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                                                                                                Interpreting the Torah


The Uniqueness of the Torah Tradition

In the next several lessons, we are going to study the seven Noahide laws, how they are derived, and how they structure and shape the Divine vision for mankind. Since this exploration will be rooted in the ancient texts that make up Torah thought and theology, we should first introduce these texts and explain their purpose and how they work.

Although the seven Noahide laws have their origins in Adam and Noah, God chose to transmit and preserve them via Moses and the giving of the Torah at Sinai. This placed the Seven Mitzvos within the structure and system of Torah study and learning. Therefore, the seven Noahide laws must be interpreted and understood within the context of the Torah.

This point cannot be stressed enough: Jewish, and therefore Noahide, study and interpretation of the Torah is unique and unlike the study of any other religious texts.

The uniqueness of the traditional approach to Torah interpretation cannot be emphasized enough. Jewish biblical interpretation exists in a completely different universe than non-Jewish modes of biblical interpretation. In fact, they overlap so little that no amount of background in biblical studies can prepare one for the unique approach that has been used by the Jewish people for centuries since the Torah’s giving at Sinai.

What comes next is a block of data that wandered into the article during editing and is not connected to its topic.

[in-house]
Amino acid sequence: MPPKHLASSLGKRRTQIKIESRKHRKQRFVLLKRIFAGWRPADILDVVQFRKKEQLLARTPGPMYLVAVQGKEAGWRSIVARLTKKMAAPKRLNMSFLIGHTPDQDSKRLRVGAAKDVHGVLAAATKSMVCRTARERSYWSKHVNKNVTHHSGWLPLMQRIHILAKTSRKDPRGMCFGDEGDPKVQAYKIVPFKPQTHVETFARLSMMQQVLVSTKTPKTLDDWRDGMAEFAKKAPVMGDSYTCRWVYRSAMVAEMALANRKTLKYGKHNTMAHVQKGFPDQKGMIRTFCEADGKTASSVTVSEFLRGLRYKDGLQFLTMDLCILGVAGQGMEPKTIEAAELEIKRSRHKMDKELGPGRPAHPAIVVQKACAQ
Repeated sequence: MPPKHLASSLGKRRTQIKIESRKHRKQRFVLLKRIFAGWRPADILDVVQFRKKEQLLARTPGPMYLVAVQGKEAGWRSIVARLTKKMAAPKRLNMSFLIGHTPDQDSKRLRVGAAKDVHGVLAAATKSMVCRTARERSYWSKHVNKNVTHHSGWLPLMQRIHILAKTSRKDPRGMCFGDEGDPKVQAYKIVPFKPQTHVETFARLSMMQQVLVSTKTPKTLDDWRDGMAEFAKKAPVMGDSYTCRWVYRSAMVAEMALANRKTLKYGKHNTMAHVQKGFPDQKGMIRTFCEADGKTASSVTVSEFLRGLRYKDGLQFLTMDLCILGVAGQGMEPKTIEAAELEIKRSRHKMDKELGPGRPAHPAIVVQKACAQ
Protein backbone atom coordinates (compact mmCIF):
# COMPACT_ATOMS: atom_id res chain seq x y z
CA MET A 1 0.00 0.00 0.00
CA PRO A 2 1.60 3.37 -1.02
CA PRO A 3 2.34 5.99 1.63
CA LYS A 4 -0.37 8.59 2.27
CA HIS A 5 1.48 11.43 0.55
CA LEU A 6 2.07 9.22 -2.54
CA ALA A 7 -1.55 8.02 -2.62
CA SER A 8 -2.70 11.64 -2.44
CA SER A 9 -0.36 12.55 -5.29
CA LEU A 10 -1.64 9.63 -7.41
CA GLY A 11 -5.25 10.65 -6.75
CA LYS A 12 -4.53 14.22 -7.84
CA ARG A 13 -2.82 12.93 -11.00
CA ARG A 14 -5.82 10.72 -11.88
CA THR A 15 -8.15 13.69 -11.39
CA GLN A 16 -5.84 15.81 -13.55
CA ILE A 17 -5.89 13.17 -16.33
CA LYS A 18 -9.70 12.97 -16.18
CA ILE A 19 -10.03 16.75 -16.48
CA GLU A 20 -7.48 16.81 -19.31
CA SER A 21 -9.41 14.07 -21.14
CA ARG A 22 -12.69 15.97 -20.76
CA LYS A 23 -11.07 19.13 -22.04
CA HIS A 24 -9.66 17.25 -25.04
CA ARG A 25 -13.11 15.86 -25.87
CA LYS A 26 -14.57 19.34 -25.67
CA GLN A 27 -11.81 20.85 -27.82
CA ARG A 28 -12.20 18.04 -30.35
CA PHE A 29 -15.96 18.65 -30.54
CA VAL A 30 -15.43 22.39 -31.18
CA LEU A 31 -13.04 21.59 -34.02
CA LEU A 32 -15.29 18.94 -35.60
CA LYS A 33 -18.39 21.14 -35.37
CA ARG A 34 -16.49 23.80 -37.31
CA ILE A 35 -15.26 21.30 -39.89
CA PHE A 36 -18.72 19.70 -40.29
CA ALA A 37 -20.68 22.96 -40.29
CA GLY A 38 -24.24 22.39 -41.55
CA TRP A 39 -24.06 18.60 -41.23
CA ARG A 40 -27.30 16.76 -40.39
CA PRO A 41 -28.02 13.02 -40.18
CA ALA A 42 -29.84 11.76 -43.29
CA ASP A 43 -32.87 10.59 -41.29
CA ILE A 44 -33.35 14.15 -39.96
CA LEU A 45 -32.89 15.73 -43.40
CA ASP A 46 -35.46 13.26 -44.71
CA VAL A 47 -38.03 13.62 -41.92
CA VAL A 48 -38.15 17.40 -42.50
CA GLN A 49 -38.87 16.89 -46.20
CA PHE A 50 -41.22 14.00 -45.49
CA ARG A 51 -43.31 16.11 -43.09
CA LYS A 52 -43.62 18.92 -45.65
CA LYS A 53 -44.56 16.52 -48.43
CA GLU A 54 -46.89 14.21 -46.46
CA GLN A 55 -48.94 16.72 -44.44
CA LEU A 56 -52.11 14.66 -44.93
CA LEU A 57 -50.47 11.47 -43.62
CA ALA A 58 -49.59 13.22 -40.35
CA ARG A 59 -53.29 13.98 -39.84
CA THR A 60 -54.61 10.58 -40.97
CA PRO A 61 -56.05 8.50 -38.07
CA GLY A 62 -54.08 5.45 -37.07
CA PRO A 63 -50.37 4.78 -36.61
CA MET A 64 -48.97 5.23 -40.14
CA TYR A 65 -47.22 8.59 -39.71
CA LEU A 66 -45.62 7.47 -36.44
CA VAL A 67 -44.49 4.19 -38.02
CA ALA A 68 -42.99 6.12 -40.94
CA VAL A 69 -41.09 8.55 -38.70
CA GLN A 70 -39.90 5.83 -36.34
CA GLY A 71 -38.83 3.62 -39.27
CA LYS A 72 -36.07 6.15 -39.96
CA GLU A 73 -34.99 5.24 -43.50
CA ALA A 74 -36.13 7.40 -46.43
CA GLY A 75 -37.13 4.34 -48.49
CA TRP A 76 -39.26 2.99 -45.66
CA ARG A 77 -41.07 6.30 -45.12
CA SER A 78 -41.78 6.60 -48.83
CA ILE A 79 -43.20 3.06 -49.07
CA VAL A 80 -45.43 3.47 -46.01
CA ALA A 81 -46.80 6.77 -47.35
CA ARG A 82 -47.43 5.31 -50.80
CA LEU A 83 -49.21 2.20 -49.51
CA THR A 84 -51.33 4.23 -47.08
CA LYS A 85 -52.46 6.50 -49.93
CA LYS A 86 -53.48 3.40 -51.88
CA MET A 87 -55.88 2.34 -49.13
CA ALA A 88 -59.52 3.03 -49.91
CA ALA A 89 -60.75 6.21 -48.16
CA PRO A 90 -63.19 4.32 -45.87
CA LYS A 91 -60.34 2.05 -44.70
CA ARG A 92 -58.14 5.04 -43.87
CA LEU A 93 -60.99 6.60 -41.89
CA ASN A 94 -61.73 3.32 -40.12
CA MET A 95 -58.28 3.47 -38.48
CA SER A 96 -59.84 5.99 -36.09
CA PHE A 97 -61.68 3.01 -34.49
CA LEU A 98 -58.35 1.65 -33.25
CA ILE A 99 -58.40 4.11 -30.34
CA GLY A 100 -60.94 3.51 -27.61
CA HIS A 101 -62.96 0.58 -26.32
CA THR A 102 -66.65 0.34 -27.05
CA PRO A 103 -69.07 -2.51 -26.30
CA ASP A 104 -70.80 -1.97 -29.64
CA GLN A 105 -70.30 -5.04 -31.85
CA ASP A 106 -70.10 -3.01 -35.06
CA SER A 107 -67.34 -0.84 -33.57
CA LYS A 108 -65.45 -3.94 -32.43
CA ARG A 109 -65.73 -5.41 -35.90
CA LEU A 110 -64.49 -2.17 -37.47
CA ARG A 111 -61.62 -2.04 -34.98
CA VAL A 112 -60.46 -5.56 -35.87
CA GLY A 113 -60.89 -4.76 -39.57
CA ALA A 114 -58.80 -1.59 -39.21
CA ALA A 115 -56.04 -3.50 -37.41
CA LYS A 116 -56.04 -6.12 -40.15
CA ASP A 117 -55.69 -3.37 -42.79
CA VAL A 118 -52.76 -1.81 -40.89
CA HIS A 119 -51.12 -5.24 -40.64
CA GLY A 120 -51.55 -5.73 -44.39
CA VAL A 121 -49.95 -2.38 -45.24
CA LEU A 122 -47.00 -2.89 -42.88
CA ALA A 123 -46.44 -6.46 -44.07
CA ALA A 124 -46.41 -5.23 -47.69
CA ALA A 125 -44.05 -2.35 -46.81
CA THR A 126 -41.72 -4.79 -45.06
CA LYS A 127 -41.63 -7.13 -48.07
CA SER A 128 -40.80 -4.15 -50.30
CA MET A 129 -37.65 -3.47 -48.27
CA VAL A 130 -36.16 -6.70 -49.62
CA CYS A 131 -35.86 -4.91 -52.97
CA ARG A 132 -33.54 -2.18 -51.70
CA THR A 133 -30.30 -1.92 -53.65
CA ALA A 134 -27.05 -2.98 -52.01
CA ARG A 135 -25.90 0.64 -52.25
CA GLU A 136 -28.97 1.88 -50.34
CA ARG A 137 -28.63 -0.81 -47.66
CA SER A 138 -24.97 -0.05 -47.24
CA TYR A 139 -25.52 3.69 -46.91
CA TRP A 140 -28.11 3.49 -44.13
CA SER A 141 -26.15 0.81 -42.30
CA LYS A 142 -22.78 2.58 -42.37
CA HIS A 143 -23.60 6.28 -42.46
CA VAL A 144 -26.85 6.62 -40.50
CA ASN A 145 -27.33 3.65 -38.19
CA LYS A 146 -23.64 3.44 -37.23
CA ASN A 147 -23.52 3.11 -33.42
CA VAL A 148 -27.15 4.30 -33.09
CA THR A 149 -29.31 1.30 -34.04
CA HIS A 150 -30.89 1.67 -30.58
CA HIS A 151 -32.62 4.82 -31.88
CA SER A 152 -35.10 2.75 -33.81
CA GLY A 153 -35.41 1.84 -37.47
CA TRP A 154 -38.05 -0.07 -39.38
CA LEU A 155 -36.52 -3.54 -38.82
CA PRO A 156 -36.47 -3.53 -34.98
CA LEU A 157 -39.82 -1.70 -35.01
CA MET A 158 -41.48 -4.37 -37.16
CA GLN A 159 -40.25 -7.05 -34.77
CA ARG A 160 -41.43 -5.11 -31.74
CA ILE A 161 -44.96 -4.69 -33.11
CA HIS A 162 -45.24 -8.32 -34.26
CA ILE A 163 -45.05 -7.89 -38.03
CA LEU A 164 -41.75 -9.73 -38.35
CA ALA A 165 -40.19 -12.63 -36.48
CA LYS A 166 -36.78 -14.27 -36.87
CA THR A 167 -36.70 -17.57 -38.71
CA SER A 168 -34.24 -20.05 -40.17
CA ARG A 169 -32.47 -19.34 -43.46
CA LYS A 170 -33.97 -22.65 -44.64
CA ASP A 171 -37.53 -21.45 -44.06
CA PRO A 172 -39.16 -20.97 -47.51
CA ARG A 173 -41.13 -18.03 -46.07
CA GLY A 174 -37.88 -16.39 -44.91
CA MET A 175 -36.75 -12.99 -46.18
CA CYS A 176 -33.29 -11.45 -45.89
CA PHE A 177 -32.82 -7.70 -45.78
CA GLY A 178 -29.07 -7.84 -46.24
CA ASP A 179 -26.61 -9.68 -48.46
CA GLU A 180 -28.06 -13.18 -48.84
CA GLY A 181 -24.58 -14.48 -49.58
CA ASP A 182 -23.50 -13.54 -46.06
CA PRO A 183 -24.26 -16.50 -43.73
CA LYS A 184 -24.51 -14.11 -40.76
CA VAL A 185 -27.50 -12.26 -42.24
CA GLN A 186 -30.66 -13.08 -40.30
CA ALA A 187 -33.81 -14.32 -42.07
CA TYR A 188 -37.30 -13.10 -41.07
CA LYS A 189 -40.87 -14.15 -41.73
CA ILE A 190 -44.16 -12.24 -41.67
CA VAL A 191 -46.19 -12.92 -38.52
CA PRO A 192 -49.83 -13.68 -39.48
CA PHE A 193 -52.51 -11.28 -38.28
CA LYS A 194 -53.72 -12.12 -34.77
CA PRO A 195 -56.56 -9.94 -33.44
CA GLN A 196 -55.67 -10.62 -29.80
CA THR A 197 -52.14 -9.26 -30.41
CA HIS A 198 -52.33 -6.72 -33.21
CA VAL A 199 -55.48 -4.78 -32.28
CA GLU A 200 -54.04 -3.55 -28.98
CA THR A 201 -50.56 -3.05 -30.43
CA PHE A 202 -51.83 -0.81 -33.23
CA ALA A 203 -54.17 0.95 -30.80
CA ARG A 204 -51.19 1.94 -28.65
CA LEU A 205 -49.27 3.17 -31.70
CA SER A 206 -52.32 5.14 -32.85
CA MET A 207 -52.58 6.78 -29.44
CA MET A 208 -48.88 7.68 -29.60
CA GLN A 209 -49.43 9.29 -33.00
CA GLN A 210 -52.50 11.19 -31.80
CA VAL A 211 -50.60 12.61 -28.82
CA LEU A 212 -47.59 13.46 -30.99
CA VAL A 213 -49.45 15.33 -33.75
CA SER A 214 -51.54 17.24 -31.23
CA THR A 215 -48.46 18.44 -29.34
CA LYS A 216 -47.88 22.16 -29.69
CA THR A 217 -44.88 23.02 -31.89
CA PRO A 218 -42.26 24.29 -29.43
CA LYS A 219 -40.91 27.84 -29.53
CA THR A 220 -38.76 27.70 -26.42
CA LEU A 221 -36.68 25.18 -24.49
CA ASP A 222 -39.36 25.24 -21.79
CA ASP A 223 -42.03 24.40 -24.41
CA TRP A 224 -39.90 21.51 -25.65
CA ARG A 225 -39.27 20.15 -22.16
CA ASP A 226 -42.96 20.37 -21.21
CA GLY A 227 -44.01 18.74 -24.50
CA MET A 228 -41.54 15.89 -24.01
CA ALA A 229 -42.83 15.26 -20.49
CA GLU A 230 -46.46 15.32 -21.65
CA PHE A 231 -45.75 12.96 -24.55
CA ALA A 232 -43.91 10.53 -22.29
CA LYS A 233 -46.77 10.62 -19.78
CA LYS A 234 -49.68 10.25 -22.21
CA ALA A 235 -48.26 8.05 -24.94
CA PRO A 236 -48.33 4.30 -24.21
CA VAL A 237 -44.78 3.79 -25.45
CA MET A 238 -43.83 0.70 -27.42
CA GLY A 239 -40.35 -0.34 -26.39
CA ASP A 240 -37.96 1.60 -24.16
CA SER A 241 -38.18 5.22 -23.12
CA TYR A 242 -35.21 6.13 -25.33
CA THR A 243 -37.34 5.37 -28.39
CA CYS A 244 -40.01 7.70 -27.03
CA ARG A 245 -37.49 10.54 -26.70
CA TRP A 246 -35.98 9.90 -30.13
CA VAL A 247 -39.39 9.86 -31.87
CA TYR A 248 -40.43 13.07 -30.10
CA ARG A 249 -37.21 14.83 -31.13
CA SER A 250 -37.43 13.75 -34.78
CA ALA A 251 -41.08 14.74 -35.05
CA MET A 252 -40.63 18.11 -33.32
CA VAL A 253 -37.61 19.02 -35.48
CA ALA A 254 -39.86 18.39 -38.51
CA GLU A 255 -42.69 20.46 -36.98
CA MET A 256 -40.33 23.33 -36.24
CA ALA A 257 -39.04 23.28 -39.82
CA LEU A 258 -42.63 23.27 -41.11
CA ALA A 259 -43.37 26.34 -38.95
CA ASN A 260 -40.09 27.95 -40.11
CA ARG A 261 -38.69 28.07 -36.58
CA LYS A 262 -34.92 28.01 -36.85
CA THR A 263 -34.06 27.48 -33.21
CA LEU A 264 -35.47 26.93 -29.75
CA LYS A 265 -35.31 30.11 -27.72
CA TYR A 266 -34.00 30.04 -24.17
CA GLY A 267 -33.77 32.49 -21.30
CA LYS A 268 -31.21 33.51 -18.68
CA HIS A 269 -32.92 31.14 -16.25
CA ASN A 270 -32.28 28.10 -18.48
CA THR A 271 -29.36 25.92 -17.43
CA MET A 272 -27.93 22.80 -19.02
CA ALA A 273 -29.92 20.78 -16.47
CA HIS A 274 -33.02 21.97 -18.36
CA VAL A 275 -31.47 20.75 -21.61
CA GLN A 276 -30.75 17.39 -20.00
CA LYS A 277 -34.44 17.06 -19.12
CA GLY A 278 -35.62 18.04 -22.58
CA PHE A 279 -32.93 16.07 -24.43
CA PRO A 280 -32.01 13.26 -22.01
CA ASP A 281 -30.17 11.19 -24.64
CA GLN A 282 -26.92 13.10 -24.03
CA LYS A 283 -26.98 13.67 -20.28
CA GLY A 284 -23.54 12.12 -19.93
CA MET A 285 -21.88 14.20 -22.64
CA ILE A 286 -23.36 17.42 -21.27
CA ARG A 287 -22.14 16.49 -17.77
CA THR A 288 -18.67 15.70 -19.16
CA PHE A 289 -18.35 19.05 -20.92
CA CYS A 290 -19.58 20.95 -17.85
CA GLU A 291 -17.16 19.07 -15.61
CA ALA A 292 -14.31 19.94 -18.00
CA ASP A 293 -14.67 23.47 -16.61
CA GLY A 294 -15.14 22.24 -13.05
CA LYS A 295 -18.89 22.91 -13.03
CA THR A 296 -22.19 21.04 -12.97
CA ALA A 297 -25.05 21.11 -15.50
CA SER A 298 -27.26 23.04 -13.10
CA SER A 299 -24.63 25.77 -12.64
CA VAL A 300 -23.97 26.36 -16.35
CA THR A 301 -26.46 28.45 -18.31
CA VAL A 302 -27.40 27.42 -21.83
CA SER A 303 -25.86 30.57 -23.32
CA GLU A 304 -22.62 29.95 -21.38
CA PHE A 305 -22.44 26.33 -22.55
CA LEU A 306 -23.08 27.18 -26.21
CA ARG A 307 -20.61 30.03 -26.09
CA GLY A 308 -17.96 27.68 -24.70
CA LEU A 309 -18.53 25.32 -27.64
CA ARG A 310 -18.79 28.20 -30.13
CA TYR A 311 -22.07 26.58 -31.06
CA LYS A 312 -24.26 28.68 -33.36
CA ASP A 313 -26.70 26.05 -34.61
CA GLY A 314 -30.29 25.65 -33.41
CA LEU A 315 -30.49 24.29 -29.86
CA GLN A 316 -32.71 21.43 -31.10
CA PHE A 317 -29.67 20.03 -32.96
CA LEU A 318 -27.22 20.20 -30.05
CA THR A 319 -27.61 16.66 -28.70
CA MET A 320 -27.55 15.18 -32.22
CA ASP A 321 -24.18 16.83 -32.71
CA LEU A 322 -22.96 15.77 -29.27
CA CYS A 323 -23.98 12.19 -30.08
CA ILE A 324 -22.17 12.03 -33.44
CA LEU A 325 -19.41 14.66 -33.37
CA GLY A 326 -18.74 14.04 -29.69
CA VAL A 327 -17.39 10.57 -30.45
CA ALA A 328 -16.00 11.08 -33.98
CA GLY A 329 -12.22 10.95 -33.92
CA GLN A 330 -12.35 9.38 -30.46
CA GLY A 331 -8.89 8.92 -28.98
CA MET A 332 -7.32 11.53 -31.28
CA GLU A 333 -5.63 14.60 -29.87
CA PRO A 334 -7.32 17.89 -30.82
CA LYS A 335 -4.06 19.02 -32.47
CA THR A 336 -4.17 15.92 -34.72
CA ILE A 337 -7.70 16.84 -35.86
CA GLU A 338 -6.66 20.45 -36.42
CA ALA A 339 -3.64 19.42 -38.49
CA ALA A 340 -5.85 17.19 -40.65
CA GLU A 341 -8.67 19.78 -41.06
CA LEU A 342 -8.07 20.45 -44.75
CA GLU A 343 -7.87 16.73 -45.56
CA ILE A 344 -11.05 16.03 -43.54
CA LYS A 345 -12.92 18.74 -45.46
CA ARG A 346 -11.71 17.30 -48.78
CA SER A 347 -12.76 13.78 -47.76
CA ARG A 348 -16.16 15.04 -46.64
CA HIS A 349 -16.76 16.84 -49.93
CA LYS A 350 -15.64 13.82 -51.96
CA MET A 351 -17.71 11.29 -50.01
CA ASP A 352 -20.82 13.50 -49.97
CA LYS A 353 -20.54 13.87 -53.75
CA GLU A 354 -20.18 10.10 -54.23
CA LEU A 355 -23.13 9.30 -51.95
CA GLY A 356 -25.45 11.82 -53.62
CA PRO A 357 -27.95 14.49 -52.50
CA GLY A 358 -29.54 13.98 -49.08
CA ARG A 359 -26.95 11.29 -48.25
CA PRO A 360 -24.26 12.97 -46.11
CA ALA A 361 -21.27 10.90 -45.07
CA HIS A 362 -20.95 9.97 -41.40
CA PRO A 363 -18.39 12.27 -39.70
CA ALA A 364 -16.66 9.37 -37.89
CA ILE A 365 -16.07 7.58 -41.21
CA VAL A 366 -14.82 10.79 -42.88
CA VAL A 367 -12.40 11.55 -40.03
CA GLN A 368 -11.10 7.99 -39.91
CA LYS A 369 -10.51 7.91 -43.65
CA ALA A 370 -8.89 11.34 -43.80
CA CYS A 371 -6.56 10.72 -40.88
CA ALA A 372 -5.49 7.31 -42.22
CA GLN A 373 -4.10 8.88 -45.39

As we shall see in this lesson, the term “Torah” encompasses far more than what could ever be put into writing. At Sinai, Moses received not only the Torah, in all of its various forms, but he also received a divinely ordained method of study and interpretation.

This larger conception of the Torah, along with its method of study, forms the basis of the two true religious paths ordained for mankind: Judaism, and Noahism.